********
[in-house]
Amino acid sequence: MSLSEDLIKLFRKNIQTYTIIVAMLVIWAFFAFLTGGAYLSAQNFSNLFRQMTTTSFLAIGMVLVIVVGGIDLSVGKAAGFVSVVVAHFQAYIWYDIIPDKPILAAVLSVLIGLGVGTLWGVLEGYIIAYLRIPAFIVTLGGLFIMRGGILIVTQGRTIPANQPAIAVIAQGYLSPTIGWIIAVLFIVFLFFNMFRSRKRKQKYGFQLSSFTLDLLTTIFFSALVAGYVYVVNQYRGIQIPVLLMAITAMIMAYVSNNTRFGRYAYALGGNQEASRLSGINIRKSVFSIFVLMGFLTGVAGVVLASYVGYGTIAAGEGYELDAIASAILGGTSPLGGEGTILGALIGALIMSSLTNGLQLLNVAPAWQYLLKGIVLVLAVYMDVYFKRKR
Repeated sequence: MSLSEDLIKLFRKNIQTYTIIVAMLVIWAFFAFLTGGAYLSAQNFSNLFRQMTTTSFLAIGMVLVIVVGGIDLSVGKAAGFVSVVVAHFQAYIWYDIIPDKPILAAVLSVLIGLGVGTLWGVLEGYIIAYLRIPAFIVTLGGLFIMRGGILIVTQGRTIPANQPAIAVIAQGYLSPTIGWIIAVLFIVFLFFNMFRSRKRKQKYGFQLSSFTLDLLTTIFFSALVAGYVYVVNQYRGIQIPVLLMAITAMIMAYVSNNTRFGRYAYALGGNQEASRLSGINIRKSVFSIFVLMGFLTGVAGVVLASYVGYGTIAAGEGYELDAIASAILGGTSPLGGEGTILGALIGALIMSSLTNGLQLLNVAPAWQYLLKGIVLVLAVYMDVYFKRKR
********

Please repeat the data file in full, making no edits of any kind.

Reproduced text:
[in-house]
Amino acid sequence: MSLSEDLIKLFRKNIQTYTIIVAMLVIWAFFAFLTGGAYLSAQNFSNLFRQMTTTSFLAIGMVLVIVVGGIDLSVGKAAGFVSVVVAHFQAYIWYDIIPDKPILAAVLSVLIGLGVGTLWGVLEGYIIAYLRIPAFIVTLGGLFIMRGGILIVTQGRTIPANQPAIAVIAQGYLSPTIGWIIAVLFIVFLFFNMFRSRKRKQKYGFQLSSFTLDLLTTIFFSALVAGYVYVVNQYRGIQIPVLLMAITAMIMAYVSNNTRFGRYAYALGGNQEASRLSGINIRKSVFSIFVLMGFLTGVAGVVLASYVGYGTIAAGEGYELDAIASAILGGTSPLGGEGTILGALIGALIMSSLTNGLQLLNVAPAWQYLLKGIVLVLAVYMDVYFKRKR
Repeated sequence: MSLSEDLIKLFRKNIQTYTIIVAMLVIWAFFAFLTGGAYLSAQNFSNLFRQMTTTSFLAIGMVLVIVVGGIDLSVGKAAGFVSVVVAHFQAYIWYDIIPDKPILAAVLSVLIGLGVGTLWGVLEGYIIAYLRIPAFIVTLGGLFIMRGGILIVTQGRTIPANQPAIAVIAQGYLSPTIGWIIAVLFIVFLFFNMFRSRKRKQKYGFQLSSFTLDLLTTIFFSALVAGYVYVVNQYRGIQIPVLLMAITAMIMAYVSNNTRFGRYAYALGGNQEASRLSGINIRKSVFSIFVLMGFLTGVAGVVLASYVGYGTIAAGEGYELDAIASAILGGTSPLGGEGTILGALIGALIMSSLTNGLQLLNVAPAWQYLLKGIVLVLAVYMDVYFKRKR